Another type of construction became popular in the post-World War II period when the housing shortage lead California architect Wallis Neff to create a new construction technique which implemented pneumatics and shotcrete to create a bubble house. While his efforts were not popular, his work inspired the shells and Airform Monolithic Domes which are still in production today. Airform buildings are created by first laying a concrete foundation and then attaching and inflating a dome-shaped balloon, spraying the interior polyurethane foam. Next, pre-shaped rebar hoops are installed. Finally, shotcrete is sprayed onto the rebar.
Another technique which became popular, it’s very popular in more recent free forms, which are called digital forms because of the use of autocad and different digital technologies. They create a polystyrene form, they install rebar and concrete and then they pop the forms out to create buildings like this one. I had no clue this was concrete at first.
Overall, not much has changed. New methods of technology have come along but most of the time-tested, most beloved construction technique for this is the wooden formwork. In recent years there has been a resurgence of interest in concrete pre-forms and thin shell concrete. These are called the digital forms, as I said. The renewed interest and led to new experiments in different types of forming technology, including fabric formwork, pre-milled formwork, and vacuumatic formwork.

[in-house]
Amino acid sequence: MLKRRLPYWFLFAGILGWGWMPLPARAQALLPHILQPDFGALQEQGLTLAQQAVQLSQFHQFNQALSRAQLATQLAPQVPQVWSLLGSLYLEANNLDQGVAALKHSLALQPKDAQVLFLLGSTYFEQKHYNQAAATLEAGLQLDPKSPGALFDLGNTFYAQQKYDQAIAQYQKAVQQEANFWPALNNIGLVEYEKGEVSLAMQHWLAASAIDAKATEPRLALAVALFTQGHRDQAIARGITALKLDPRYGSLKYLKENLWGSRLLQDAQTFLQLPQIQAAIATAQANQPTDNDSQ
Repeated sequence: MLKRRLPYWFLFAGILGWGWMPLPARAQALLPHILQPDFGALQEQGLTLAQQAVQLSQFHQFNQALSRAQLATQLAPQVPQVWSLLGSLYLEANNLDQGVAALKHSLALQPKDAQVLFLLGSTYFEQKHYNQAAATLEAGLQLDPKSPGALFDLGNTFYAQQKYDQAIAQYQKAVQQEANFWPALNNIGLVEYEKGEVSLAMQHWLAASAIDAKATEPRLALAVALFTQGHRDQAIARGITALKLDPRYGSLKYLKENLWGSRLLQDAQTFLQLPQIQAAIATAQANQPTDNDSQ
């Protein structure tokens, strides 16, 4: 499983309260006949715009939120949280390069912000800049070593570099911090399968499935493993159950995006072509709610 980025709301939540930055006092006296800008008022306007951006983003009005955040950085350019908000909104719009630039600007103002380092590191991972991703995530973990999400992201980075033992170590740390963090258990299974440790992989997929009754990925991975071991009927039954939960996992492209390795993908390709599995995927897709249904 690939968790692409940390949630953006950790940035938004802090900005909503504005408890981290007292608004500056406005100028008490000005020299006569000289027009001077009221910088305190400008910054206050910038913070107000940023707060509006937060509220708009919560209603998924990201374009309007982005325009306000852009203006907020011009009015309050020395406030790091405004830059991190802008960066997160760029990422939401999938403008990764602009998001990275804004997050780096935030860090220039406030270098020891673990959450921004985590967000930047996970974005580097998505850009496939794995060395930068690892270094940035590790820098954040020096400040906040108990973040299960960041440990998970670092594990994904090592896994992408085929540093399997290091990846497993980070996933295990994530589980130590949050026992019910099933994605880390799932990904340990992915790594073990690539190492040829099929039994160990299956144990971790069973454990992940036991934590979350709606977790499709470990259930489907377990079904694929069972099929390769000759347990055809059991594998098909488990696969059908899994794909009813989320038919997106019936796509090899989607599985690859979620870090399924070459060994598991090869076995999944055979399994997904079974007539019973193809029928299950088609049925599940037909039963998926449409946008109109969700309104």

So far I’m sure this all seems pretty straightforward, and it doesn’t explain why we have a lack of information regarding these building forms. Traditionally, as a style nears the 50-year mark, we preservationists start looking into the primary architects who designed in this style, researching the history and establish a lingua franca.
In the case of free form, thin shell concrete there’s a change. Architects step aside and engineers take the forefront. It’s not only this transition from engineer to architect but the heavy influence of math used to create these artistic properties. But there’s a language barrier. Many of these building became popular in the post-World War II period as aesthetically pleasing alternatives for reconstruction in Europe. A lot of the articles that you find from the period, and even today, written about that topic are written in German, Dutch, or Italian. I had to use Google translate.
If you’ve tried to research the topic you may run across cases like this. You’re reading a translated article into English from German or Dutch and you run across diagrams like this. Where the article has been translated into English, but the diagrams, the real meat, haven’t been translated. Or once you get past that, you run into lovely quotes like, “Curvature of a curved space is the product of two principles KG=K1 times K2.” or “Negative Gaussian curvature characterize an anti-classic surface.” That’s all great but it’s a lot math and these two quotes are from the easiest to understand and interpret that I found on vacuumatic formwork.
What did all of this come down to? I researched all these things, I’ve got all these mathematical principles, I’ve got all these formulas but what this really boils down to is there are three to four types of forms. You have Gaussian, Analytical, Experimental, and now in the current period, Digital forms. What did those theories, principles … “How did they translate into the built environment?” is my next question.
What exactly is Gaussian curvature? In a layman’s terms Gaussian curvature is formed by deforming portions of a flat plain into different shapes. Shapes include sphere, dome, hyperbolic paraboloid, and groin vaulted hyperbolic parabola. Okay, I know what these shapes are called. What are they? What does that mean, deforming a flat plain?